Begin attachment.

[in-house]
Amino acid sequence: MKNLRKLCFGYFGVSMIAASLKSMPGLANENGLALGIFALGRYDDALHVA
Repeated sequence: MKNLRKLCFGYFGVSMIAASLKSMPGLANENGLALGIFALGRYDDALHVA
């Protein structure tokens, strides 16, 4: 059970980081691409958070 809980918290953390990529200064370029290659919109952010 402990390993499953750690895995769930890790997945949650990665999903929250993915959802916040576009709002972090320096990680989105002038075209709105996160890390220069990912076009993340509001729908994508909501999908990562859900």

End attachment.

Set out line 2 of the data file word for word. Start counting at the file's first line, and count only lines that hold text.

Amino acid sequence: MKNLRKLCFGYFGVSMIAASLKSMPGLANENGLALGIFALGRYDDALHVA